To Squeeze or Not to Squeeze (PART 2 of 3)
Updated: May 20, 2019
Fresh squeezed juices! That's a big mantra amongst mixologists, cocktail bars and bartenders nation-wide. For those people that say "You should only use fresh squeezed juices, Period", they don't understand context or have never worked in multi-unit accounts. There is a time and a place for fresh-squeezed juices and doing it in-house, but it's not always the best option for all accounts. So, I want to lay out all of the pro's and con's of squeezing juices in-house so you can really weigh what makes the most sense.
HOW MUCH IS TOO MUCH
As an aside ... I've seen some accounts that have about eight different variations of lemon / lime / sour mixes (i.e. Margarita Mix, Sour Mix, Mojito Mix, Sour mix out of a gun, lemon juice, lime juice and fresh lemons and limes that they squeeze into a drink.) There is no need to have that many mixes and options when most basic sour cocktails can be made with essentially three ingredients - lemon, lime and simple syrup. The types or variations of the citrus or sour mixes boils down to understanding what the capabilities are of the bartenders and proper training. I'll cover that in a sec.
Hand-squeezed juices, in-house, has the best flavor, no question. You are getting all of the aromatics from the peel of the skin into the juice, to make the juice that much more flavorful. But, is it 10x better than a lightly pasteurized juice? 2x better? No. I do think it's better (but only about 15-20% better.) I broke down the flavor in a graph between a sour mix out of a gun and hand-squeezing fresh juice. Mind you, this is my own personal opinion, but it's 20 years of experience in working with bartenders and tastings hundreds of drinks with customers and weighing those differences.
Sour Mix out of a Gun
The least natural tasting. Operationally, it's the easiest and requires little to no training for bar staff. It's also the cheapest option. But what you gain in convenience and price, you lose in flavor and freshness.
Pre-bottled shelf stable sour mix (above)
A step above the sour mix out of a gun. Juice is still highly pasteurized. If can often be enhanced by just adding a lime or lemon squeeze to it. Inexpensive option. Easy to obtain. (They sell them at local grocery stores, Bevmo, etc.) Tres Agave has a pretty good one as does Finest Call.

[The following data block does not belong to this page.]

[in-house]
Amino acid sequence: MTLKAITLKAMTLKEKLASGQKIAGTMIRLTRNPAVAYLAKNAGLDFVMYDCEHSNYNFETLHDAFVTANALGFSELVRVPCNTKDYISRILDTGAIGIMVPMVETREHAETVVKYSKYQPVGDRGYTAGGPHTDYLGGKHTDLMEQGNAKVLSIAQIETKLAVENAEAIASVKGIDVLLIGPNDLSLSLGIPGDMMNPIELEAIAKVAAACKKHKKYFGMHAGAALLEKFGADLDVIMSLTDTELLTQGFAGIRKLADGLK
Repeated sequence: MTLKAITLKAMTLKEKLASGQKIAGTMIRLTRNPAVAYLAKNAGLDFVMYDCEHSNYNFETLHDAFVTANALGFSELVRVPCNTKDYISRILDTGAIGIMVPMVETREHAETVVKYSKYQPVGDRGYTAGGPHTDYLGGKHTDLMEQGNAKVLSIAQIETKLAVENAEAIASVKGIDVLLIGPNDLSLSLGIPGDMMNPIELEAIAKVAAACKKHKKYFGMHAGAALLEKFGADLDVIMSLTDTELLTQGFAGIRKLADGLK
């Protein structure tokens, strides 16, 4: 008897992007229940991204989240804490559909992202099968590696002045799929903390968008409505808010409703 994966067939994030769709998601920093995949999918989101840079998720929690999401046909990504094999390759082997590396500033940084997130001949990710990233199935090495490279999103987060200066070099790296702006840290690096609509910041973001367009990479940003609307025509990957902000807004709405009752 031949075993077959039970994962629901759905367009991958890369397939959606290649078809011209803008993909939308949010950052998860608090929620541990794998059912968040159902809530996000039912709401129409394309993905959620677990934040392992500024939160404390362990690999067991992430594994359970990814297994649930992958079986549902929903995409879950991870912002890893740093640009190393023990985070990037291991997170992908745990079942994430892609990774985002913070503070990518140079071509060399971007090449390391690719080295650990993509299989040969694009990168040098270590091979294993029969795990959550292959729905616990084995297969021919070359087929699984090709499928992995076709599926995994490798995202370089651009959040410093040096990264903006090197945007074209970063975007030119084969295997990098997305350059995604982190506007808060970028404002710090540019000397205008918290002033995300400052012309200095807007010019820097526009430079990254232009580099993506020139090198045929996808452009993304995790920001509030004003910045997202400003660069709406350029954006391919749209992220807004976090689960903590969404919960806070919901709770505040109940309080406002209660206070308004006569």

Lightly Pasteurized Sour Mix (needs to be refrigerated), above
There are a few lightly pasteurized sour and cocktail mixes which are pretty great. It is essentially lightly pasteurized lime juice or lemon juice mixed with a sweetener like agave nectar or cane sugar. Recommended for high volume accounts, especially those with bartenders that have little training or a high turn over rate. There is also a little leeway in the pouring. (If a bartender over-pours a half ounce of sour mix, it’s not going to kill the drink. The sour mix itself is already balanced between sweet/sour.)
Some brands I like: Sun Orchard, Tommy’s Margarita, Natural Brands and RIPE.
Lightly Pasteurized STRAIGHT Juice (no sweetener added) - My preferred option (requires training)
This is just the juice by itself with no sweetener added. The bartender has total control of the juice and sweetener component. There are some advantages and disadvantages to this.
The bartender has a lot more flexibility in creating many different drinks with just those ingredients and can create a multitude of flavors by just using a different syrup, muddling in fruit, etc. HOWEVER, using straight juice and a syrup requires proper training. Straight lime juice and syrup are strong; they need to be accurately measured for consistency and balance. (Jigger is required.) If a drink is over-poured by a half ounce of lime juice or syrup, it will be way off balance and kill the drink. There is no wiggle room here. If an account can't afford the time and effort for proper training, I would not recommend this option. Too risky.
Juice companies I recommend and have used: Sun Orchard, Natural Brands and Industry Juice.
Fresh Squeezed Juice (in -house)
The best tasting.
Here, an account is most likely using a Sunkist citrus juicer or even something bigger like a Zumex. BUT it’s not a massive leap in flavor from the lightly pasteurized version. If your goal is to have the absolute best and you have the ability to add additional labor just for juicing and can absorb the cost of market fluctuation in the cost of citrus, then go this route. But, also note … the potential consistency factor, amount of organic waste and disposal of it, additional labor, etc. (All significant factors, especially with multi-unit accounts.)
For more reasons NOT to go the "hand-squeezed" route, check out PART THREE: "An argument for NOT using hand-squeezed juice."